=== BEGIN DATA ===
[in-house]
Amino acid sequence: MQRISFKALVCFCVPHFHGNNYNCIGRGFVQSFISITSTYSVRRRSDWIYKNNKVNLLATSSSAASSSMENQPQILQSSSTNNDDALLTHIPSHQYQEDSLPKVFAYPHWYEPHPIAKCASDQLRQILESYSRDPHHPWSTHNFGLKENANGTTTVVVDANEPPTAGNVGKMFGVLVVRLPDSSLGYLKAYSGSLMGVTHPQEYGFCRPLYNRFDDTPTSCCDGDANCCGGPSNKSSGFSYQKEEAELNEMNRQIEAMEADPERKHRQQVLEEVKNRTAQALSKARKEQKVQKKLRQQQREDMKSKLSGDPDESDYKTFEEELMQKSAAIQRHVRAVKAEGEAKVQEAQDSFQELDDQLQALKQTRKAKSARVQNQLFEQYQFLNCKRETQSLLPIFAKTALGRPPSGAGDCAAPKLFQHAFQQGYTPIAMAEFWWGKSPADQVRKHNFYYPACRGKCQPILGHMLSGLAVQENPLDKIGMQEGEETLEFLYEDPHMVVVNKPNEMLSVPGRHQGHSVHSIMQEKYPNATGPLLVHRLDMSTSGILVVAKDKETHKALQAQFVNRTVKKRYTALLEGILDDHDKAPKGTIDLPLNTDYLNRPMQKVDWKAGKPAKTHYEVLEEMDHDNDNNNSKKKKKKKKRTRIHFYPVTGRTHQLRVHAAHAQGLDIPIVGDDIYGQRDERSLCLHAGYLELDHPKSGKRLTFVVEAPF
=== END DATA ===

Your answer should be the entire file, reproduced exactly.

[in-house]
Amino acid sequence: MQRISFKALVCFCVPHFHGNNYNCIGRGFVQSFISITSTYSVRRRSDWIYKNNKVNLLATSSSAASSSMENQPQILQSSSTNNDDALLTHIPSHQYQEDSLPKVFAYPHWYEPHPIAKCASDQLRQILESYSRDPHHPWSTHNFGLKENANGTTTVVVDANEPPTAGNVGKMFGVLVVRLPDSSLGYLKAYSGSLMGVTHPQEYGFCRPLYNRFDDTPTSCCDGDANCCGGPSNKSSGFSYQKEEAELNEMNRQIEAMEADPERKHRQQVLEEVKNRTAQALSKARKEQKVQKKLRQQQREDMKSKLSGDPDESDYKTFEEELMQKSAAIQRHVRAVKAEGEAKVQEAQDSFQELDDQLQALKQTRKAKSARVQNQLFEQYQFLNCKRETQSLLPIFAKTALGRPPSGAGDCAAPKLFQHAFQQGYTPIAMAEFWWGKSPADQVRKHNFYYPACRGKCQPILGHMLSGLAVQENPLDKIGMQEGEETLEFLYEDPHMVVVNKPNEMLSVPGRHQGHSVHSIMQEKYPNATGPLLVHRLDMSTSGILVVAKDKETHKALQAQFVNRTVKKRYTALLEGILDDHDKAPKGTIDLPLNTDYLNRPMQKVDWKAGKPAKTHYEVLEEMDHDNDNNNSKKKKKKKKRTRIHFYPVTGRTHQLRVHAAHAQGLDIPIVGDDIYGQRDERSLCLHAGYLELDHPKSGKRLTFVVEAPF